I may not be following. In terms of return on the investment, both options should be equal. The difference that I’m seeing is access to the earnings.

My point was access to those earnings does not seem to be a substantial part of the retirement nest egg, i.e. It doesn’t sound like will they be down to their last $10,000 in savings over the next 5 years ?
ETA:
If this would be the first Roth contribution for Mary’s 401k. For simplicity sake, since you are doing a Roth conversion regardless, I would probably not introduce a Roth portion to Mary’s 401k.
The other issue is RMD, Roth IRAs do not have one, but Roth 401k’s do. But that also can be solved by a conversion when Mary retires.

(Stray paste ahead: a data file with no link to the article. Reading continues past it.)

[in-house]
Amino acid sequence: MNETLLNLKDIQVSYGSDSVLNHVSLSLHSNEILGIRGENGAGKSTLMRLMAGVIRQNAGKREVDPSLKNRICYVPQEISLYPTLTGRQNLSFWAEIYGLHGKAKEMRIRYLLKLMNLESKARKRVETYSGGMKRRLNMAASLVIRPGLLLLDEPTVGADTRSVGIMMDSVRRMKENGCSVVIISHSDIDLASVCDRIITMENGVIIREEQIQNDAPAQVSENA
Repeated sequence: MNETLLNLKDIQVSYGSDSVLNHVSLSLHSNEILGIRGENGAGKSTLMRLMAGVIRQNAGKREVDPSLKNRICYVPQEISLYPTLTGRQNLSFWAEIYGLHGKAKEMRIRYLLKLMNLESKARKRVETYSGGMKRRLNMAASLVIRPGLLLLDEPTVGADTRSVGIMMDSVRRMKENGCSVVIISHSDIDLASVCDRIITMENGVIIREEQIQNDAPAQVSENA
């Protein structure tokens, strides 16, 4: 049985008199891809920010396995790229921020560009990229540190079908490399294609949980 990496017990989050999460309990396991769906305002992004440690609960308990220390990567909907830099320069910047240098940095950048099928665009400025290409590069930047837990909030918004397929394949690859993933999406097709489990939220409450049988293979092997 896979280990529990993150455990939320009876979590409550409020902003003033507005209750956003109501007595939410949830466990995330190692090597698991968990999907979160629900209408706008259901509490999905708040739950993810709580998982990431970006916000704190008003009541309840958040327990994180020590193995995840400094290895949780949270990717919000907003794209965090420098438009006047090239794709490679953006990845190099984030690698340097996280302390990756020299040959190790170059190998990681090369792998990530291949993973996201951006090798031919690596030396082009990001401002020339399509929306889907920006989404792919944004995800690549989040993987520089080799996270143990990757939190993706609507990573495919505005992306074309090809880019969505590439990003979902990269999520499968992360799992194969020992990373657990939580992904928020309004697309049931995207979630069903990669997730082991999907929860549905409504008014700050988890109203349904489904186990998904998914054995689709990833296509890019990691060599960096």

The 5 year rules for people over 59.5 are pretty trivial to avoid. Both people should open and contribute a nominal amount to a Roth IRA to start the 5 year clock, if they haven’t already. If they planned ahead, this wouldn’t matter at all, and in practice is very unlikely to matter. 401ks that will be converted should be moved into Roth IRAs before withdrawing, even if converting within the plan to a Roth 401k first. This shifts the 5 year clock on the 401k to the one on the IRA, which should have been met as above.

In short, this is kind of a dumb example that should never arise.

That’s a very complete reference and it does have some enlightening information. Both John and Mary do have Roth IRAs that are greater than five years old. I was concerned that Mary’s Roth 401(k), if she goes that route, would have to meet its own 5-year test, but the article gives indication that is not the case.